Stocks were bouncing in and out of positive territory Friday after a burst at the open disappeared following news a measure of consumer sentiment unexpectedly hit the lowest level in more than a year.
The Dow Jones Industrial Average fell slightly after opening more than 30 points higher. DuPont, Walt Disney and United Technologies rose. JP Morgan and Hewlett-Packard fell.
The S&P 500 was also down slightly after briefly touching an intraday high Friday morning of 1,137.47. The S&P 500 has been bound in a range capped at 1,130, and some analysts believe the market could move higher once it breaks through that crucial barrier.
The Nasdaqadvanced. The CBOE Volatility Index, widely considered the best gauge of fear in the market, rose above 22.
Industrials, consumer discretionary, and technology sectors were higher, while financials and energy stocks fell.
Among technology stocks, shares of Oracle and Research in Motion remained higher following better-than-expected earnings results reported on Thursday after the market close. Texas Instruments also rose after the semiconductor firm announced a plan to buy back another $7.5 billion of common stock, and said it would raise its quarterly dividend to 13 cents a share.
An overall boost in the tech sector didn't include all stocks. Microsoft fell after FBR Capital Markets lowered its profit estimates for the company, because of softer demand for PCs, and Intel also slipped.
Restaurant stocks were hit after Jefferies began coverage of the sector with a cautious view of near-term fundamentals. McDonald's and Yum Brands were both started with "hold" ratings. Brinker , meanwhile, was cut to "neutral" from "buy" by Bank of America.
Elsewhere, Johnson & Johnson is in talks to buy the shares it doesn't yet own of Dutch biotech firm Crucell. The U.S. health care company is expected to pay $2.3 billion in a bid to strengthen its vaccine business. Shares edged higher premarket.
And BP reached a milestone in the process of capping its Gulf of Mexico ruptured oil well for good, as a relief well made contact with it. BP shares in London were higher. In New York, BP shares closed up.
The Thomson Reuters/University of Michigan's reading of consumer sentiment in September fell to a surprisingly low level of 66.6, down from 68.9 in August. Economists surveyed by Briefing.com expected a slight improvement to a reading of 70 for September.
The CPI for August rose 0.3 percent, the same increase as July, according to the Bureau of Labor Statistics. The index was expected to show a rise of 0.2 percent, according to Briefing.com research. The Core CPI, which excludes food and energy costs, rose 0.1, in line with expectations.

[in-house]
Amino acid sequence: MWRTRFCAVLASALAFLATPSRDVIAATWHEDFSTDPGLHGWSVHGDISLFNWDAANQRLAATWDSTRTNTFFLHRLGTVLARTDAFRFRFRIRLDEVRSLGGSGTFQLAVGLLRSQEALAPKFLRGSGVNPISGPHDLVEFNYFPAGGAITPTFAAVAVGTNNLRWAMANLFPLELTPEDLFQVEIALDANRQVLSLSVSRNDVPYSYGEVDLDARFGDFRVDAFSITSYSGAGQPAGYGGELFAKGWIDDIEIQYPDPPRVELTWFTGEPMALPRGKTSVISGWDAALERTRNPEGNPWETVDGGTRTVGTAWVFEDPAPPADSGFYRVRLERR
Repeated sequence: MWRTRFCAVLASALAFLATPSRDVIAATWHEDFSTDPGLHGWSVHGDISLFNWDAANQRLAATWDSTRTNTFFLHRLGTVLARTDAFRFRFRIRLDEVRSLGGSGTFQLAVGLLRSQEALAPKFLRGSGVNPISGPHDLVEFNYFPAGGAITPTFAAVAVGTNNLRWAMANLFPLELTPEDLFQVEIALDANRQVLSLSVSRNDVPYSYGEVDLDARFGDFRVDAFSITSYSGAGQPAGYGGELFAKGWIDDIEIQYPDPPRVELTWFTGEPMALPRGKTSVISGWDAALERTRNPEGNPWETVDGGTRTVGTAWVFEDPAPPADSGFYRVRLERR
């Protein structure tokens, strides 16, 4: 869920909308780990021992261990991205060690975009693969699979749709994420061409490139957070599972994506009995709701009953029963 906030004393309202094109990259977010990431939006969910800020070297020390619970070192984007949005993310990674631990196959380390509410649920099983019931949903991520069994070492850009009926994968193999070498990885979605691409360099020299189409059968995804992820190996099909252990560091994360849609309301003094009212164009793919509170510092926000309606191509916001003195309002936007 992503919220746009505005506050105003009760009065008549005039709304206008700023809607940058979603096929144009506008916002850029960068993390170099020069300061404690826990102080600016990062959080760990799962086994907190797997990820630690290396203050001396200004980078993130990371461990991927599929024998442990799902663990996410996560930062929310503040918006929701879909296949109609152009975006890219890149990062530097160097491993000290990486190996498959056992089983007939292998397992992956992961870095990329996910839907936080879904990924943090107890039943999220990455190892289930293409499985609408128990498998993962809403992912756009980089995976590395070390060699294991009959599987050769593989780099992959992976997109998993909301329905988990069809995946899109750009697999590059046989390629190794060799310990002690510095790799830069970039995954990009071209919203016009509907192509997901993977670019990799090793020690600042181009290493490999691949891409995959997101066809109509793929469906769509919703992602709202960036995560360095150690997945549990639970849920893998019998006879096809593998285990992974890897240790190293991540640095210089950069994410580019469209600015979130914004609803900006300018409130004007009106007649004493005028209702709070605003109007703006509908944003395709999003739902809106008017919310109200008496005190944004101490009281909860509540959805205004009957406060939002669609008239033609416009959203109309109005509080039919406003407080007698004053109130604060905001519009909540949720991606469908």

Market direction could be affected Friday by quadruple witching — when stock index futures, stock index options, stock options and single stock futures expire at the same time. Traders often cite quadruple witching as a source of volatility.
Volume in the options market, however, has been light, and volatility is at its lowest level in four months. That means investors aren't fearful of the market's direction, said Nate Peterson, senior derivatives analyst at Charles Schwab.
But given the low levels of the VIX, the uncertain economic outlook, and in advance of earnings pre-announcement season, active investors should consider purchasing protection for their investments, Peterson said.
"Additionally, options traders may be inclined to buy, rather than sell, volatility around these levels as they could benefit from an increase in implied volatility in the event of a market sell-off, in addition to the underlying price action," he said in a research note.While stocks have continued to move higher this month, investors are still pouring money into safe-haven assets like gold. The precious metal hit a second record high of the week on Thursday, settling at $1,273.80 an ounce, although prices are easing in early morning trading.
European shares were higher with mining companies seeing most of the gains. Asian stocks ended up with the Nikkei 225 getting a further boost from yen weakness in the wake of government intervention to weaken the currency Wednesday.
Meanwhile, Federal Reserve Governor Daniel Tarullo will speak on regulating shadow banking at 11:30 a.m. in Washington.
And President Barack Obama is expected to name Elizabeth Warren as a special adviser overseeing the creation of a consumer protection agency.
On the Calendar:
FRIDAY: Quadruple witching
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